Peer to Peer File Sharing Ruling


Peerto Peer File Sharing Ruling

Peerto Peer File Sharing Ruling

Thecase under review is the lawsuit against the peer-to-peer sharing bythe Recording Industry Association of America (RIAA) regarding theuse of unauthorized material by LimeWire. The fact behind the lawsuitwas the use of software that allows file sharing by users in thepeer-to-peer sharing platform. The argument by the RIAA was thatabout 93% of files shared by LimeWire were through the unauthorizedsharing of copyrighted material (Kaminski, 2011). Another fact aboutthis case was that it was the first lawsuit targeting a softwaremanufacturer that allows such unique sharing.

Thecase was presented to the court to consider whether the owner of acopyrighted material can demand multiple claims on the same. Thequestion in the case was whether LimeWire had infringed copyrightprivileges of the owner’s copyrighted material. Another question inthe case was about how many infringements had the LimeWire made ofthe copyright material. In determining these questions, it wasdifficult for the court because LimeWire operates a connect-styleplatform that has multiple downloads that cannot be easily quantified(Kaminski, 2011). By using computer software, LimeWire enables usersto share files from one computer server.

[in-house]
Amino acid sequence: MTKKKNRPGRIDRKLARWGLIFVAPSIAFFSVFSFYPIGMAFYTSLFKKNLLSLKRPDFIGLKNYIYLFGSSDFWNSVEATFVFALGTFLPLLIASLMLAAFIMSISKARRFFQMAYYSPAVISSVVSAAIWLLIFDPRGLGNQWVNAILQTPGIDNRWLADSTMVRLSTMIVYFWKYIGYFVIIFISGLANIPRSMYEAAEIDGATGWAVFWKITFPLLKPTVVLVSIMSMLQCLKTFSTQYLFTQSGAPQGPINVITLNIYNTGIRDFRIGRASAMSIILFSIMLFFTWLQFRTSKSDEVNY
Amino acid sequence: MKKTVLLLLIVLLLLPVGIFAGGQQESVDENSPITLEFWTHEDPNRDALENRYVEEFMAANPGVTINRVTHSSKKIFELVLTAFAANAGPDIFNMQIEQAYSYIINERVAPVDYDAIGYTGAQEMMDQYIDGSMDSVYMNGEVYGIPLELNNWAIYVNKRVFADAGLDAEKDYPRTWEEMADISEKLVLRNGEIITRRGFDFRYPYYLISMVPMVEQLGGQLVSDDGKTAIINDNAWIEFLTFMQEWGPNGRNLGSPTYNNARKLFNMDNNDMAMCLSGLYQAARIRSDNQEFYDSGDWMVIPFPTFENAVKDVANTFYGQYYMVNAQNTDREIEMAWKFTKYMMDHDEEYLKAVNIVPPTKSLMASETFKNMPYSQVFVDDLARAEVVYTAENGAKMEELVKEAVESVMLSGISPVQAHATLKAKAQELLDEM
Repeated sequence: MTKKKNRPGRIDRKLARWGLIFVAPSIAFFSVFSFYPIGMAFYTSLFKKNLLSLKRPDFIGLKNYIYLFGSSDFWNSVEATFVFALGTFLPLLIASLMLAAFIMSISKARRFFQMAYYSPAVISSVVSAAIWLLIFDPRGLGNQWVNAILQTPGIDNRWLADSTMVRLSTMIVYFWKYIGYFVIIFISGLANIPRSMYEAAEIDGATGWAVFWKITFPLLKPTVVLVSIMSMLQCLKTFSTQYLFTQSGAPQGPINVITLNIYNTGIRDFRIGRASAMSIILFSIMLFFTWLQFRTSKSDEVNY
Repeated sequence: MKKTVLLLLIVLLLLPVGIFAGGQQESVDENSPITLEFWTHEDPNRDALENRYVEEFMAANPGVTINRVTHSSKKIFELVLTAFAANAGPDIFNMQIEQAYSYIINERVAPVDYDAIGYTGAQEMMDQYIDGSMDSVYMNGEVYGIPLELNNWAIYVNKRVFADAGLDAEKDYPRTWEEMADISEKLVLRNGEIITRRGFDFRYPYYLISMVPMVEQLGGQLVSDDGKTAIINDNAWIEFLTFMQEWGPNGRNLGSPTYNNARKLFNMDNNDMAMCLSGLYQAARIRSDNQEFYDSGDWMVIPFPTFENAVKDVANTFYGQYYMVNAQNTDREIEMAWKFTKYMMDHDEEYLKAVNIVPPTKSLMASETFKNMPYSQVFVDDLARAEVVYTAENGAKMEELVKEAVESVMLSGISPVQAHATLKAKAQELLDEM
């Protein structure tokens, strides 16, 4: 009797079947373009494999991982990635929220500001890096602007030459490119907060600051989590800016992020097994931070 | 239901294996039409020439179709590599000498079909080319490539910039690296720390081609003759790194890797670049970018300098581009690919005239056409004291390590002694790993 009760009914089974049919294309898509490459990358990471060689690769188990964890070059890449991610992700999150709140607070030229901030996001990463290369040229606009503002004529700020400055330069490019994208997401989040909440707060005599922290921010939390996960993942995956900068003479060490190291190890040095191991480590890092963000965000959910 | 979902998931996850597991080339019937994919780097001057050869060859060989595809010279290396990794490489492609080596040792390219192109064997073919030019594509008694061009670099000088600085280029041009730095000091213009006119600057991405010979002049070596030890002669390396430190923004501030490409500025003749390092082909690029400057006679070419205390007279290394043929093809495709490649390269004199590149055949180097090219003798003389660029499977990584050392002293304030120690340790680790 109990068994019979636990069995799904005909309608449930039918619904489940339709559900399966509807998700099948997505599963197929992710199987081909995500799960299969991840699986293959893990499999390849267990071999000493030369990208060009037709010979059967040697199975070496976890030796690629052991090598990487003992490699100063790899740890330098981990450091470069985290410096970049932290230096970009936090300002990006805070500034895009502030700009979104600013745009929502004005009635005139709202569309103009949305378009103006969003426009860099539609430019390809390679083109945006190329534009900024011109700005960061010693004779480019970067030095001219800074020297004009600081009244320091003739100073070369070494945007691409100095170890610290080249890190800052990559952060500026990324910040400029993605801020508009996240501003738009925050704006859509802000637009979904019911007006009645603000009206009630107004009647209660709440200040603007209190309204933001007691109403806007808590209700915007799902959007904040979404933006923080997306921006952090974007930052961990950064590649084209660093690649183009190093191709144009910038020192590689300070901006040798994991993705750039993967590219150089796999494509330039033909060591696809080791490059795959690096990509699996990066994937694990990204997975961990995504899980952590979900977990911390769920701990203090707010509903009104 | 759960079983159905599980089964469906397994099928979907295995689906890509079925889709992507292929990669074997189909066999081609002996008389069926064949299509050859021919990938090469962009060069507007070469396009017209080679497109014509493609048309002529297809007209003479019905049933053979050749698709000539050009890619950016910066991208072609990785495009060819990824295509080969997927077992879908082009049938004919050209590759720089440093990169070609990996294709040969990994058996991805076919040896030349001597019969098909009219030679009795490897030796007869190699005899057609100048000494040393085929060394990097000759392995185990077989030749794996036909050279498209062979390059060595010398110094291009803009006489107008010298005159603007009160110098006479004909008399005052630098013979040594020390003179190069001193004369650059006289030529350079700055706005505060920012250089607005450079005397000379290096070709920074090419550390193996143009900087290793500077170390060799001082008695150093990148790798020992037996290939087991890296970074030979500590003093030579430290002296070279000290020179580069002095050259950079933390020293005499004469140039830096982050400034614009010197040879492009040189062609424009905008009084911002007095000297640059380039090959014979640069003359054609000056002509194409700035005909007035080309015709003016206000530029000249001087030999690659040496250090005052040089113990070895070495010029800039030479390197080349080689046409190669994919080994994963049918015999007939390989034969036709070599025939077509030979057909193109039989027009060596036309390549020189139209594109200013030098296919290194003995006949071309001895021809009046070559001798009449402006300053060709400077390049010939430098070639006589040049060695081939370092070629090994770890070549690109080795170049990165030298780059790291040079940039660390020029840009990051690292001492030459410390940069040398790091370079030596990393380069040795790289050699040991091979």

Thecourt ruled it is illegal to trade using materials that are notcopyrighted. The court held that the copying such music files andmotion pictures through a peer-to-peer platform is illegal (Kaminski,2011). I agree with the ruling of the court. In an agreement, it isworth noting that any download of a file is a transaction thatchanges possession of a file from one person to another. Therefore,if the copyright owner has not approved the transaction, it is deemedto be illegal.


Kaminski,K. (2011). TheEnd of Peer-to-Peer File Sharing? RetrievedFrom,&lt 1, 2015

Related Posts

© All Right Reserved